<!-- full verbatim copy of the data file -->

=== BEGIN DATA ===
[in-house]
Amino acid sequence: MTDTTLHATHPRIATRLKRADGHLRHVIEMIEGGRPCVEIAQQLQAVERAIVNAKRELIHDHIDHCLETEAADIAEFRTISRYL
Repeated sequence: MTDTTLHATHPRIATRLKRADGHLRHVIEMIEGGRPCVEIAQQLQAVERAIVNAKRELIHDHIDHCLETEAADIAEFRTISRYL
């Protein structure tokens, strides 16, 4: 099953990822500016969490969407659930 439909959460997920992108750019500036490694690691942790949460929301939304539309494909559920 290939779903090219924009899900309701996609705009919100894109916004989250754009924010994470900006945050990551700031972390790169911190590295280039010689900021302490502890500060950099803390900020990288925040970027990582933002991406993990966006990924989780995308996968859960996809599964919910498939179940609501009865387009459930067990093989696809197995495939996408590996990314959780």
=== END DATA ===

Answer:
[in-house]
Amino acid sequence: MTDTTLHATHPRIATRLKRADGHLRHVIEMIEGGRPCVEIAQQLQAVERAIVNAKRELIHDHIDHCLETEAADIAEFRTISRYL
Repeated sequence: MTDTTLHATHPRIATRLKRADGHLRHVIEMIEGGRPCVEIAQQLQAVERAIVNAKRELIHDHIDHCLETEAADIAEFRTISRYL
């Protein structure tokens, strides 16, 4: 099953990822500016969490969407659930 439909959460997920992108750019500036490694690691942790949460929301939304539309494909559920 290939779903090219924009899900309701996609705009919100894109916004989250754009924010994470900006945050990551700031972390790169911190590295280039010689900021302490502890500060950099803390900020990288925040970027990582933002991406993990966006990924989780995308996968859960996809599964919910498939179940609501009865387009459930067990093989696809197995495939996408590996990314959780």